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New Study Shows Methane Leaks Prevalent In Connecticut Cities

Courtesy: Sierra Club

A new study of natural gas infrastructure in Connecticut says harmful amounts of methane are leaking from aging underground gas pipes. The findings add to an emerging body of science demonstrating the scale of methane leaks in America.

Methane is the main part of natural gas. Like carbon dioxide, it’s a greenhouse gas, trapping heat in the atmosphere and contributing to global warming. But Nathan Phillips, a professor at Boston University, said there’s a big difference.

“Methane is like carbon dioxide on steroids,” Phillips said. “It’s dozens of times more powerful in heating up the atmosphere than CO2 is. So if you leak that methane, instead of burning it, it’s very damaging to the climate.”

And one way methane can leak here in New England? From old buried pipes.

To quantify those leaks, Phillips and his team rigged up a high-tech “gas sniffer” to a car outfitted with a GPS. They drove around three cities in Connecticut, pulling in air from surrounding sidewalks, pinging their location and measuring the amount of methane to produce a highly resolved map of where those leaks are happening.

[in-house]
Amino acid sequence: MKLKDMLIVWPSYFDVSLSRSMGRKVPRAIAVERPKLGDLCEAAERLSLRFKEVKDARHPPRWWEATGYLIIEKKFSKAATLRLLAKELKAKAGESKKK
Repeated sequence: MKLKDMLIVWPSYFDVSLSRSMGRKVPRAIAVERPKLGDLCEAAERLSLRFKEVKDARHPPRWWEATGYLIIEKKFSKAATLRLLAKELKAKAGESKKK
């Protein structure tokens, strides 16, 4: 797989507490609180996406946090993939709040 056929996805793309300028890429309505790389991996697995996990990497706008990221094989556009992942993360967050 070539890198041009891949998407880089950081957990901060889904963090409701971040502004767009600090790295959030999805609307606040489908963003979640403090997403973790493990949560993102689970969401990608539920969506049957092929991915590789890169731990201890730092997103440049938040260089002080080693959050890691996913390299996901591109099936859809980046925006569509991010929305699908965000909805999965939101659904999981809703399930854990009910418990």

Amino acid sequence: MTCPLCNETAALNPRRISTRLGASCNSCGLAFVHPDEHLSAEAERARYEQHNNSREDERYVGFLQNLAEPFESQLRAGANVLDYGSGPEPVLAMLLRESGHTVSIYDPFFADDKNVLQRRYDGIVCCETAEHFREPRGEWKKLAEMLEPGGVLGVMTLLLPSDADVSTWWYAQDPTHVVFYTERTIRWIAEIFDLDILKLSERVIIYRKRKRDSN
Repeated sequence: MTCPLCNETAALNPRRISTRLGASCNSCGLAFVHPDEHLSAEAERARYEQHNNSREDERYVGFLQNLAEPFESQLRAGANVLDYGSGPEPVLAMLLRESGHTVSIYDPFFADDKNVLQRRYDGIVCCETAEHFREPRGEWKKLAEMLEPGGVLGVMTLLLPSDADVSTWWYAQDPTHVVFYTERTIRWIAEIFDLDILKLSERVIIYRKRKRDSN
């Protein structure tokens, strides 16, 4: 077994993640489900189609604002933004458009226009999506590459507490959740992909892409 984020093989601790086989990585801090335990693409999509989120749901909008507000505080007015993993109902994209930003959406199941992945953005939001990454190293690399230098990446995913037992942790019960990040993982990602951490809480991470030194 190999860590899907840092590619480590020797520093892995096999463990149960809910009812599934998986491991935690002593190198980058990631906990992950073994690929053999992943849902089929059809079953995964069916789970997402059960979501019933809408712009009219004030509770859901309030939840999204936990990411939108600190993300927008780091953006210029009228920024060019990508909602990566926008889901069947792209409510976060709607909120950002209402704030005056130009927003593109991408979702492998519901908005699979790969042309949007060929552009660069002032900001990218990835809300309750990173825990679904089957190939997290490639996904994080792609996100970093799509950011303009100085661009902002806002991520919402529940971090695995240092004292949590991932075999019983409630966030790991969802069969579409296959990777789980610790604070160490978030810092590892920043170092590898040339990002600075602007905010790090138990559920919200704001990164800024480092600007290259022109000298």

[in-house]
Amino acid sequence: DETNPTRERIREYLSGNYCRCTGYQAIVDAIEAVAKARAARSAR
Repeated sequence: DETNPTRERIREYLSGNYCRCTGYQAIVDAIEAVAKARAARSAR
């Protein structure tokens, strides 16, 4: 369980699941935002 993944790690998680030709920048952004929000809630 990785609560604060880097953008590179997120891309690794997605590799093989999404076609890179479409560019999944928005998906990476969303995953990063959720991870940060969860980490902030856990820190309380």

Tim Keyes, one of the study’s lead authors, said this mapping work, when combined with a 2016 leak survey he did in Hartford, showed hundreds of previously unidentified leaks.

“The leak indications are still prevalent and persistent,” Keyes said. “There are still an unsettling number of leaks per mile that can be observed.”

In Hartford, his team found enough methane leaking from pipes each day to heat more than 200 homes. Leaks were also found in Danbury and New London.

Connecticut Natural Gas and Southern Connecticut Gas, which are owned by Avangrid, also the parent of United Illuminating, declined a request for an interview about the study.

But in a statement, Ed Crowder, a spokesperson for CNG and SCG, said the utilities upgrade about 50 miles of piping annually with pipes “less prone to leakage” and have a “robust program to monitor and respond to natural gas leaks.”

SCG has about 2,500 miles of mains and CNG has about 2,100, Crowder said.

Tricia Taskey Modifica, a spokesperson for Eversource, which owns Yankee Gas, Connecticut’s largest natural gas distributor, said the company annually invests tens of millions of dollars to upgrade gas pipes. It's replaced hundreds of miles of gas lines around the state since 2011, including in Danbury and New London.

Eversource has about 3,500 miles of gas mains in Connecticut, according to the Public Utilities Regulatory Authority.

Jessika Trancik, an associate professor at MIT who was not involved with the Connecticut study, said the new paper is advancing the science of how we pinpoint leaks, which are notoriously pricey to fix and difficult to track.

“It’s sort of a hidden, invisible problem,” Trancik said. “So that’s part of why we’re having such a hard time getting a handle on how large are these methane leaks actually?”